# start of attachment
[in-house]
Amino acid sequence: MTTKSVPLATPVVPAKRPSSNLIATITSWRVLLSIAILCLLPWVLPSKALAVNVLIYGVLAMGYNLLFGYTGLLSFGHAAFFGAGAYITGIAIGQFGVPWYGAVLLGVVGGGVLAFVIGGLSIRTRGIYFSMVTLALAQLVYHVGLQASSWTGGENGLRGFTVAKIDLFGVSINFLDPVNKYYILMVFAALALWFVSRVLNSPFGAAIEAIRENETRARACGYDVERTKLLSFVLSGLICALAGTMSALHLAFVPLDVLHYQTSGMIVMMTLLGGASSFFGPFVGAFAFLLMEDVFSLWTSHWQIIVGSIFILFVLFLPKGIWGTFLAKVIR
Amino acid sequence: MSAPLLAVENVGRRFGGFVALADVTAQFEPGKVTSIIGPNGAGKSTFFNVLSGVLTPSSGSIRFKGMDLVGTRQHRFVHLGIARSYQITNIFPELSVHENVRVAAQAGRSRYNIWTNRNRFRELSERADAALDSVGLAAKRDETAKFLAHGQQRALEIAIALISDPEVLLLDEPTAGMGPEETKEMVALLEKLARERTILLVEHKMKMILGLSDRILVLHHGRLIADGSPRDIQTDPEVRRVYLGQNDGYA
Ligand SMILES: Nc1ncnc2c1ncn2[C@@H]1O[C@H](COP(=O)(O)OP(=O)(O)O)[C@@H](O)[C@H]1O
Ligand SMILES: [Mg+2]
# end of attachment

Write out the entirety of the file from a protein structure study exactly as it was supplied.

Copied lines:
[in-house]
Amino acid sequence: MTTKSVPLATPVVPAKRPSSNLIATITSWRVLLSIAILCLLPWVLPSKALAVNVLIYGVLAMGYNLLFGYTGLLSFGHAAFFGAGAYITGIAIGQFGVPWYGAVLLGVVGGGVLAFVIGGLSIRTRGIYFSMVTLALAQLVYHVGLQASSWTGGENGLRGFTVAKIDLFGVSINFLDPVNKYYILMVFAALALWFVSRVLNSPFGAAIEAIRENETRARACGYDVERTKLLSFVLSGLICALAGTMSALHLAFVPLDVLHYQTSGMIVMMTLLGGASSFFGPFVGAFAFLLMEDVFSLWTSHWQIIVGSIFILFVLFLPKGIWGTFLAKVIR
Amino acid sequence: MSAPLLAVENVGRRFGGFVALADVTAQFEPGKVTSIIGPNGAGKSTFFNVLSGVLTPSSGSIRFKGMDLVGTRQHRFVHLGIARSYQITNIFPELSVHENVRVAAQAGRSRYNIWTNRNRFRELSERADAALDSVGLAAKRDETAKFLAHGQQRALEIAIALISDPEVLLLDEPTAGMGPEETKEMVALLEKLARERTILLVEHKMKMILGLSDRILVLHHGRLIADGSPRDIQTDPEVRRVYLGQNDGYA
Ligand SMILES: Nc1ncnc2c1ncn2[C@@H]1O[C@H](COP(=O)(O)OP(=O)(O)O)[C@@H](O)[C@H]1O
Ligand SMILES: [Mg+2]